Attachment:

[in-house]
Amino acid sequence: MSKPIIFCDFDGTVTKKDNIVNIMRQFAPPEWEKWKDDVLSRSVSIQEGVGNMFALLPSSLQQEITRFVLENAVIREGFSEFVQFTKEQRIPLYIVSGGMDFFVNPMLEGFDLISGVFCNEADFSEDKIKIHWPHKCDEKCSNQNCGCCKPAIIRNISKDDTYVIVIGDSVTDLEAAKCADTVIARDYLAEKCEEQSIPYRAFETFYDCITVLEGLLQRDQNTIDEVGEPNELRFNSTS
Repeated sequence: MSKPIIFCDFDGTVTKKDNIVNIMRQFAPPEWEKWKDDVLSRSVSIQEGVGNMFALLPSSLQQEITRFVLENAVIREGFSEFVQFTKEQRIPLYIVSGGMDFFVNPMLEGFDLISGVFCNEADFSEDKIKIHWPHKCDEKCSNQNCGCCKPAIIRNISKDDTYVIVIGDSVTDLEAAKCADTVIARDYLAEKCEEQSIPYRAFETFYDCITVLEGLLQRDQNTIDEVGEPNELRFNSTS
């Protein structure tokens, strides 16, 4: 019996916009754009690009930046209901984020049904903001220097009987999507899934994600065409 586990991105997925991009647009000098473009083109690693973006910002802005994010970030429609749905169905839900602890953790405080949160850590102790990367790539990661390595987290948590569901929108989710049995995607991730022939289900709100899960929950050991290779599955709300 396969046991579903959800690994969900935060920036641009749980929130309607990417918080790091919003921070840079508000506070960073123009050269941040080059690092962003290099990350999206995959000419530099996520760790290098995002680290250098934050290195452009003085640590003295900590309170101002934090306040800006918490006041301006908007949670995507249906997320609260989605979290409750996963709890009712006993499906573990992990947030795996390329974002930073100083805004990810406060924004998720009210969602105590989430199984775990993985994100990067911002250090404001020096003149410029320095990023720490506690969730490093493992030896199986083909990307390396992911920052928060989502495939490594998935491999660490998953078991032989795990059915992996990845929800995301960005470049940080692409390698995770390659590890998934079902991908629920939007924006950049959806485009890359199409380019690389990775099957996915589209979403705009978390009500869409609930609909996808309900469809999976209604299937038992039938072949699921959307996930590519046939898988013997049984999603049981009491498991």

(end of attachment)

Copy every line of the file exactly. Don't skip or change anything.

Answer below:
[in-house]
Amino acid sequence: MSKPIIFCDFDGTVTKKDNIVNIMRQFAPPEWEKWKDDVLSRSVSIQEGVGNMFALLPSSLQQEITRFVLENAVIREGFSEFVQFTKEQRIPLYIVSGGMDFFVNPMLEGFDLISGVFCNEADFSEDKIKIHWPHKCDEKCSNQNCGCCKPAIIRNISKDDTYVIVIGDSVTDLEAAKCADTVIARDYLAEKCEEQSIPYRAFETFYDCITVLEGLLQRDQNTIDEVGEPNELRFNSTS
Repeated sequence: MSKPIIFCDFDGTVTKKDNIVNIMRQFAPPEWEKWKDDVLSRSVSIQEGVGNMFALLPSSLQQEITRFVLENAVIREGFSEFVQFTKEQRIPLYIVSGGMDFFVNPMLEGFDLISGVFCNEADFSEDKIKIHWPHKCDEKCSNQNCGCCKPAIIRNISKDDTYVIVIGDSVTDLEAAKCADTVIARDYLAEKCEEQSIPYRAFETFYDCITVLEGLLQRDQNTIDEVGEPNELRFNSTS
């Protein structure tokens, strides 16, 4: 019996916009754009690009930046209901984020049904903001220097009987999507899934994600065409 586990991105997925991009647009000098473009083109690693973006910002802005994010970030429609749905169905839900602890953790405080949160850590102790990367790539990661390595987290948590569901929108989710049995995607991730022939289900709100899960929950050991290779599955709300 396969046991579903959800690994969900935060920036641009749980929130309607990417918080790091919003921070840079508000506070960073123009050269941040080059690092962003290099990350999206995959000419530099996520760790290098995002680290250098934050290195452009003085640590003295900590309170101002934090306040800006918490006041301006908007949670995507249906997320609260989605979290409750996963709890009712006993499906573990992990947030795996390329974002930073100083805004990810406060924004998720009210969602105590989430199984775990993985994100990067911002250090404001020096003149410029320095990023720490506690969730490093493992030896199986083909990307390396992911920052928060989502495939490594998935491999660490998953078991032989795990059915992996990845929800995301960005470049940080692409390698995770390659590890998934079902991908629920939007924006950049959806485009890359199409380019690389990775099957996915589209979403705009978390009500869409609930609909996808309900469809999976209604299937038992039938072949699921959307996930590519046939898988013997049984999603049981009491498991």